The Musée du Louvre has several curatorial departments, one of which is dedicated to Islamic Art. This department of the museum house thousands of objects, which records a history spanning 1300 years and across three continents, from Spain to Southeastern Asia. Visitors get to see a treasure trove of historical artworks and objects when on a Louvre Museum tour.
The museum has devoted a curatorial department each for Paintings, Sculptures, Prints and Drawings, Decorative Arts, among others. All these make the former royal palace turned national museum a must-visit during your Paris tours.
The Department of Islamic Art’s History
The Musée du Louvre created the first section devoted to Islamic Art in 1893. Although, the first room devoted to Islamic collection was opened inside the Decorative Arts Department in 1905. The museum expanded that collection under two curators, most notably Gaston Migeon.
Baroness Delort de Gléon’s donation of objects, from the collection of her husband in 1912 enhanced the Islamic Art collection further. That eventually led to the creation of a new hall in the Pavillon de l’Horloge in 1922. A decade after that, the Louvre created the Asian Arts Department and it housed the Islamic collection there.
After the Second World War, the Louvre Museum transferred works from the Far East to the Guimet Museum, and the section of Islamic Art collection was integrated into Near Eastern Antiquities Department. Precisely, they were first displayed in a pavilion and then in two rooms at the said department’s end. In 1993, the Louvre Museum was renovated and the Finance Ministry’s departure from the museum’s Richelieu Wing made space to house the collection in a 1000 square meters exhibit floor.
The Department of Islamic Art was created in 2003, and the galleries of the department were opened to the public in 2012. To exhibit the collection, the museum used the space in between Cour Visconti’s restored façades. The courtyard with palatial grandeur has been one of the best architectures of the Louvre Museum, alongside the I.M. Pei designed glass pyramid at its entrance.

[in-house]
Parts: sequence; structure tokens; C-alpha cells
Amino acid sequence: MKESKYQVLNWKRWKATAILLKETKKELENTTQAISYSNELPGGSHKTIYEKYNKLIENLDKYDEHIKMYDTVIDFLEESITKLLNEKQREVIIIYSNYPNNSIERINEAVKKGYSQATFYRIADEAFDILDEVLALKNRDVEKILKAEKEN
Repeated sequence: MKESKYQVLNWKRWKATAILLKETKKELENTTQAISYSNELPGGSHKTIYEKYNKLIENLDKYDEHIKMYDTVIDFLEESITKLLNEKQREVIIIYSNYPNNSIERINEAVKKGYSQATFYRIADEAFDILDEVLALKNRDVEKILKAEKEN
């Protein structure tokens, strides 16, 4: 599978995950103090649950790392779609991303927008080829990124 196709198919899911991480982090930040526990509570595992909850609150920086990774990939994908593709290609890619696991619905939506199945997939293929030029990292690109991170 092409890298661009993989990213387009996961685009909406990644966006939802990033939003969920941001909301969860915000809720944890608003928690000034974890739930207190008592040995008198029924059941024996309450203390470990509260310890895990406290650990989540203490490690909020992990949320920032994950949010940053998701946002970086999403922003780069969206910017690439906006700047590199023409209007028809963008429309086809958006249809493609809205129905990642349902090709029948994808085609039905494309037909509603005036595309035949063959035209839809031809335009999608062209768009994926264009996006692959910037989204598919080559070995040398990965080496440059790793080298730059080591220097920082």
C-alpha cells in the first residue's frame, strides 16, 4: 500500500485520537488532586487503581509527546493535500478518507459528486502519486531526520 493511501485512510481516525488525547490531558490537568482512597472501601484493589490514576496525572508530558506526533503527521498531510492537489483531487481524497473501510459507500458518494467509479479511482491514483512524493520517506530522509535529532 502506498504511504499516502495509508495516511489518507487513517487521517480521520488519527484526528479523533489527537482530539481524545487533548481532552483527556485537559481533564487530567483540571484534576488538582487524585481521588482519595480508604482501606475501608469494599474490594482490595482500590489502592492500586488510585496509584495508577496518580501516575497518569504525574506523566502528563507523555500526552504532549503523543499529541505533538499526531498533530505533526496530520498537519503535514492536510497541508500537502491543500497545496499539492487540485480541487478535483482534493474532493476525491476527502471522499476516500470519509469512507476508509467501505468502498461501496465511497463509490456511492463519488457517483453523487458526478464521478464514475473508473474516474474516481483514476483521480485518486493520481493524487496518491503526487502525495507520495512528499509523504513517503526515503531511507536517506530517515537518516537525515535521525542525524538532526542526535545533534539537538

Those on a Louvre Museum tour can also admire the glass veil of Cour Visconti, with gold metal covering and a wavy form, resembling a dragonfly’s wing.
The Collection of the Department of Islamic Art
The Islamic Art department houses thousands of objects and artworks from the museum of decorative arts and design, which is situated in the Louvre Museum’s western wing. The collection reflects the breadth and wealth of art from Islamic lands. The museum’s first displayed Islamic objects, which came from the royal collection, following the Museum Central des Arts’ creation in 1793. That was the national museum’s previous name. Who would have thought it would go on to become the world’s largest museum, housing over 35,000 artworks and 380,000 objects?
You cannot see all these at once when on a Louvre Museum tour, but if you are interested in any particular type of fine art or artworks from a region, it is best to visit the departments devoted to that. If you count the Islamic Art Department alone, it only adds up to a fraction of the objects displayed at the Musée du Louvre. The collection comprises ivory and stone objects, ceramics, metalwork, carpets and textiles, glasswork, manuscripts and so forth.
Encompassing architectural aspects, these objects displayed in the department give an overview of the origination of Islam from the seventh to the nineteenth century. They highlight Islamic Art’s homogeneousness, and creativity with respect to artistic themes expressed all through the centuries.
Notable objects comprise a Syrian inlaid basin called the “Baptistère de Saint Louis” from the fourteenth century, and jade bowls from the Ottoman Empire that once belonged to King Louis XIV. The collection also includes works from Saint Denis’s royal abbey, such as an eleventh century Egyptian ewer made up of rock crystal.
From the Old Times to the Present Collection
From the late nineteenth century to the First World War, Paris city was a locus for Islamic art’s creation. The Louvre Museum owes many of its acquisitions, such as Mughal Empire miniatures bequeathed from the collection of Georges Marteau and candlestick featuring ducks donated by Charles Piet-Lataudrie, to donators or public of fine art lovers cum collectors. Apart from these gifts, the museum collections were enhanced thanks to acquisitions like that of Mantes carpet and Mughal miniatures.
Even after the end of World War I, the museum received donated objects, a movement which subsided after the 1930’s. It would take the Islamic Art Department’s formation in 2003 for the Louvre to receive more donations. For instance, the Parisian museum received more than 100 works of art in 2009 from the collection of Pantanella-Signorini, which the museum considers the most important since the donation from Count François Chandon de Briailles in mid 1950’s.
A continued acquisition policy and collections of Musée des Arts Décoratifs in the west wing have enhanced the exhibited items. The Islamic Art exhibits now include works from Mughal India and Maghreb empires.